Business / Markets

China takes step forward on interest rate reform

(Xinhua) Updated: 2014-11-25 16:44

BEIJING - The decision to expand the floating interest rate range marks an important step forward for China's market-oriented reform, known as interest rate liberalization, economists said.

The decision was announced on Friday by the People's Bank of China (PBOC) together with interest rate cuts, the first time since July 2012.

The deposit rate ceiling was raised to 120 percent of the one-year benchmark deposit rate, which stands at 2.75 percent, from the previous 110 percent "in support of market-oriented interest rate reform", the PBOC said in a statement.

Until June 2012 when the 110-percent deposit rate ceiling was introduced, China's commercial banks were generally not allowed to offer deposits rates higher than the benchmark.

"With the expansion of the upper limit of the floating range for deposit interest rates, financial institutions will have more room in pricing (deposit rates) on their own," the PBOC said in another statement.

It will also help establish a mechanism in which the interest rates are decided by the market, the PBOC said.

The central bank also canceled the five-year benchmark deposit rates, and is merging the one-/three-year and three-/five-year benchmark lending rates into a single rate at 6 percent.

"In making these changes, we think the PBOC is trying to hit two birds with one stone -- lower borrowing costs and accelerate interest rate liberalization," HSBC chief China economist Qu Hongbin said in a note.

UBS chief China economist Wang Tao echoed his view. The PBOC reduced the types of different lending and deposit rate benchmarks available, taking another step towards eventual full interest rate liberalization, she said.

Interest rate liberalization has been high on the agenda of China's overall reform. A reform masterplan, adopted at a key meeting of the Communist Party of China last November, promises to speed up the interest rate reform and allows the market to play a decisive role in resource allocation.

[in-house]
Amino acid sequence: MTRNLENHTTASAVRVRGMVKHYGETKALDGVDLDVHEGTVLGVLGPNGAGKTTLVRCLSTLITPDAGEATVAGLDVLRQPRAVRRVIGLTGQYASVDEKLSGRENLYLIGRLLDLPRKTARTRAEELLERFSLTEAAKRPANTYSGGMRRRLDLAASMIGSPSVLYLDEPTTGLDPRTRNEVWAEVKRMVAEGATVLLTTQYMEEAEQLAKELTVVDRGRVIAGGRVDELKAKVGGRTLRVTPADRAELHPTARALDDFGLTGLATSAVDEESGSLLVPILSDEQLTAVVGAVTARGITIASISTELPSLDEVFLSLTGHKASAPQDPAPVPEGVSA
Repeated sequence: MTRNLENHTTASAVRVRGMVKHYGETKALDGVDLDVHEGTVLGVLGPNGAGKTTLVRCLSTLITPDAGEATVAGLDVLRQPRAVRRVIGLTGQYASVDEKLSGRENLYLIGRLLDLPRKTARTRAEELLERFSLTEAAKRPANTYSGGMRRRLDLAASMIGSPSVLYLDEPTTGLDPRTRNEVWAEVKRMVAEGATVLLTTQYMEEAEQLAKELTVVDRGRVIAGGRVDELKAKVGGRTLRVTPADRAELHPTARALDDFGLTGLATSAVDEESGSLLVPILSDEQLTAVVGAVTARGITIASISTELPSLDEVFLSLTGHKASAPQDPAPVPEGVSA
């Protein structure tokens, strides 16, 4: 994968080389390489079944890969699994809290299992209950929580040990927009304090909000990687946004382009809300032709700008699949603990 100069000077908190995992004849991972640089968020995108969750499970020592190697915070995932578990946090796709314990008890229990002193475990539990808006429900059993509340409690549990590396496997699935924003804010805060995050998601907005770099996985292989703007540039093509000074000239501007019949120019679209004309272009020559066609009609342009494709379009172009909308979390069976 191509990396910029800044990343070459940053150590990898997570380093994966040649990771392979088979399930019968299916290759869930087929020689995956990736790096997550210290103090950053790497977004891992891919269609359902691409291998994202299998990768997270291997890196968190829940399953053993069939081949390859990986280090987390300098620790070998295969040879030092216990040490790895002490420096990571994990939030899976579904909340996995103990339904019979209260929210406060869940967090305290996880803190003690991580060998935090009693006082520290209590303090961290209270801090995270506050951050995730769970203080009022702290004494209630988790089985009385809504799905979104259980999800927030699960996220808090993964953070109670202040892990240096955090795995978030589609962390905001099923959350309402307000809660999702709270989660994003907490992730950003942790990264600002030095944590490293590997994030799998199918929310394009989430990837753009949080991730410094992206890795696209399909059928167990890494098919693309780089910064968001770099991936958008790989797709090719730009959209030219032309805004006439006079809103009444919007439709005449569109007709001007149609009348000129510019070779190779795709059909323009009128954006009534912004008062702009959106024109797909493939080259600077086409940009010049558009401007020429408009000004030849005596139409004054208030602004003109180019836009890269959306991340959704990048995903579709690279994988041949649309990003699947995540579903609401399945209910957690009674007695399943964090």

In March this year, central bank governor Zhou Xiaochuan said during China's annual legislative session that the country is very likely to ease its grip on banks' deposit rates -- the last and most important step of interest rate liberalization -- in the coming one or two years.

In July, Zhou reiterated that China is likely to have fully-liberalized interest rates within two years, but the timetable will depend on economic circumstances at home and abroad.

Overall, the PBOC has been following a step-by-step approach in the interest rate reform.

Last December, the PBOC allowed interbank trading of certificates of deposit (CDs), a financial instrument that gives commercial banks further market-determined pricing power, following the removal of the floor on lending rates last July.

Xiang Songzuo, chief economist at the Agricultural Bank of China, one of the country's big four lenders, said Friday's rate change was "a positive shot by the PBOC to eventually abolish the benchmark deposit and lending interest rates".

Qu from HSBC said both the simplification of the interest rates and the higher upper bound are welcome steps towards interest rate liberalization.

The rate-change decision demonstrated the central bank's commitment to push forward interest rate liberalization even as it pursues monetary easing, Qu said.

Many in the market argued, incorrectly, that the PBOC's commitment to the interest rate liberalization process should preclude monetary easing. This argument blurred two conceptually distinct economic phenomena. With Friday's decision, the PBOC proved that it can easily make this distinction, Qu said.

Wang Tao agreed. "As we have argued, rate cuts and interest rate liberalization can be compatible," she said.

On Friday, the PBOC also said that the next step will be a gradual introduction of CDs to individuals and companies, and continues to liberalize deposit interest rates in an orderly manner.

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